Decided December 17, 1980
1. Reformation of Instruments — Grounds for Granting — Generally To prevail in an action for reformation of a contract, plaintiff must demonstrate by clear and convincing evidence that there was an actual agreement between the parties, that there was an agreement to put the agreement in writing, and that there is a variance between the prior agreement and the writing.
2. Reformation of Instruments — Variance Between Oral and Written Agreement Where insurance agent carried out to the letter instructions given him by sole stockholder in company owning restaurant, who called agent after sale of the restaurant and instructed agent that he had sold the restaurant, that purchaser owed sole stockholder money on the sale and he wanted to be protected and that the insurance should be increased, and where in fact the company had sold the restaurant, and not the sole stockholder, and in fact the money was owed to the company by the purchaser and was not owed to sole stockholder, the insurance policy would not, in company's action, be reformed to substitute company for sole stockholder as the mortgagee.
Wadleigh, Starr, Peters, Dunn Kohls, of Manchester (Theodore Wadleigh orally), for the plaintiff.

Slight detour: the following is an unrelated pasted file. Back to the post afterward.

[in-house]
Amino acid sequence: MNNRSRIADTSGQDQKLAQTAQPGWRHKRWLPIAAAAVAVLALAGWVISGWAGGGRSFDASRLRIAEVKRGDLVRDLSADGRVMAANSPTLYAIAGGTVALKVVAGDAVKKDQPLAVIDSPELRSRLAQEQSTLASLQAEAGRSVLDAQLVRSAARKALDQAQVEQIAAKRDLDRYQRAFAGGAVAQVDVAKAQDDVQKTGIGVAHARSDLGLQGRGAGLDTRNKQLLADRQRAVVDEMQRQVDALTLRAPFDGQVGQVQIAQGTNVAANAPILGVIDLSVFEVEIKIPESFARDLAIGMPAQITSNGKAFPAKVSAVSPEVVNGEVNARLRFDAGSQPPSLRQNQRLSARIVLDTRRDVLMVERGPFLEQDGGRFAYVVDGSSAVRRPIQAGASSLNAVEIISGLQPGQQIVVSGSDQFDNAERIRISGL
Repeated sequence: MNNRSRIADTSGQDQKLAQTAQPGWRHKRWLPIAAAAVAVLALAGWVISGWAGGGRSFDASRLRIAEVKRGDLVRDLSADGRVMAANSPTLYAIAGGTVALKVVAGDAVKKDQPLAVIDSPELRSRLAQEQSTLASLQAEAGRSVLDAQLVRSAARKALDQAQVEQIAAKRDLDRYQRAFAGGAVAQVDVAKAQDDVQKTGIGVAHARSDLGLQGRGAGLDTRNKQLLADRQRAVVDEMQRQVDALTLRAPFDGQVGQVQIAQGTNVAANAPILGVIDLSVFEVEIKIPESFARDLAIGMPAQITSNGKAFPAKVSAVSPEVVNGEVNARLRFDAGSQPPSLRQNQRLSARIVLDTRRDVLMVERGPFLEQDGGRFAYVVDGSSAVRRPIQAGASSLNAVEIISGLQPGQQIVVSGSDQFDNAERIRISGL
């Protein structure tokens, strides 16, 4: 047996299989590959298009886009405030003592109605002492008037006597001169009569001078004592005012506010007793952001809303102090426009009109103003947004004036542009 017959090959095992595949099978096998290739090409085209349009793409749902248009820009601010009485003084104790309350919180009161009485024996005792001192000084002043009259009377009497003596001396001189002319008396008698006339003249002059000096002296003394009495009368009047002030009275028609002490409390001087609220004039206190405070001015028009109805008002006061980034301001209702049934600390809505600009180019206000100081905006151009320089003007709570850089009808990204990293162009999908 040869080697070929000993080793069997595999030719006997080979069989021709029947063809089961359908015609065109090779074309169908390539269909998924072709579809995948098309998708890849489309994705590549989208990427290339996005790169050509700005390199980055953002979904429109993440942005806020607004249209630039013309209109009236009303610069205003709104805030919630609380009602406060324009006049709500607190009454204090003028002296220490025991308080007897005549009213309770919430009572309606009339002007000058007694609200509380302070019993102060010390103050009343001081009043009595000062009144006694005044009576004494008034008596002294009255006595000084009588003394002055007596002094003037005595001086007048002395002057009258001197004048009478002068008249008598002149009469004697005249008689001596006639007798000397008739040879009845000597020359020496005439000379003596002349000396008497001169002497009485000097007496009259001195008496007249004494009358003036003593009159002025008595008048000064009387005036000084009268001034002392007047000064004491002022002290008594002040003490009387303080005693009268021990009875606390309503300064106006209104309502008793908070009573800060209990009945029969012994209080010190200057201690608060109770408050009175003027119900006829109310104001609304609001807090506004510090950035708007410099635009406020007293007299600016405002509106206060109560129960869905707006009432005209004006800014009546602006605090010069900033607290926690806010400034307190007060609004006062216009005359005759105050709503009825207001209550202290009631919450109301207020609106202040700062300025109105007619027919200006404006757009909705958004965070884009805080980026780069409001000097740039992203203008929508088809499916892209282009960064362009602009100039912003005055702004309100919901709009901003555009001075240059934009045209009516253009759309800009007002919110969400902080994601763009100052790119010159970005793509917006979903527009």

Kearns Colliander, of Exeter (Peter F. Kearns orally), for defendant Standard Fire Insurance Company.
Devine, Millimet, Stahl Branch P.A., of Manchester (Alan B. Rindler orally), for defendant Olde Colony Insurance Agency, Inc.
This case involves a bill in equity brought by the plaintiff, Hellas Family Restaurants, Inc., to reform an insurance policy issued by the Standard Fire Insurance Company. The plaintiff seeks to have its name inserted in the policy as the mortgagee, replacing George Scrivanos who was named as mortgagee and is the sole stockholder of the plaintiff corporation. Trial before a Master (Charles T. Gallagher, Esq.) resulted in a recommendation that reformation be denied and the case dismissed. Bean, J., approved the master's report and reserved and transferred plaintiff's exceptions to this court. We affirm.
The plaintiff corporation owned and operated a Burger Chef restaurant located in Tewksbury, Massachusetts. In October 1975, it entered into a purchase-and-sale agreement with G P Family Restaurants, Inc. Under the terms of the agreement, the plaintiff sold the business and the personal property but retained ownership of the real estate, which it leased to G P. As part of the parties' financing arrangements, G P gave a promissory note in the amount of $141,760.13 to the plaintiff.
Prior to the sale, the plaintiff had obtained a Special Multi-Peril Policy through a New Hampshire insurance agency, Olde Colony Insurance Agency, Inc., insuring the business, real estate and personal property. The policy was issued by the defendant Standard Fire Insurance Company.
After the sale of the business and personal property, Mr. Scrivanos contacted William Kyriakakis of the Olde Colony Insurance Agency in order to effectuate certain changes to the insurance policy. Mr. Scrivanos, who speaks English only as a second language, gave instructions to Mr. Kyriakakis which did not accurately reflect the true state of affairs.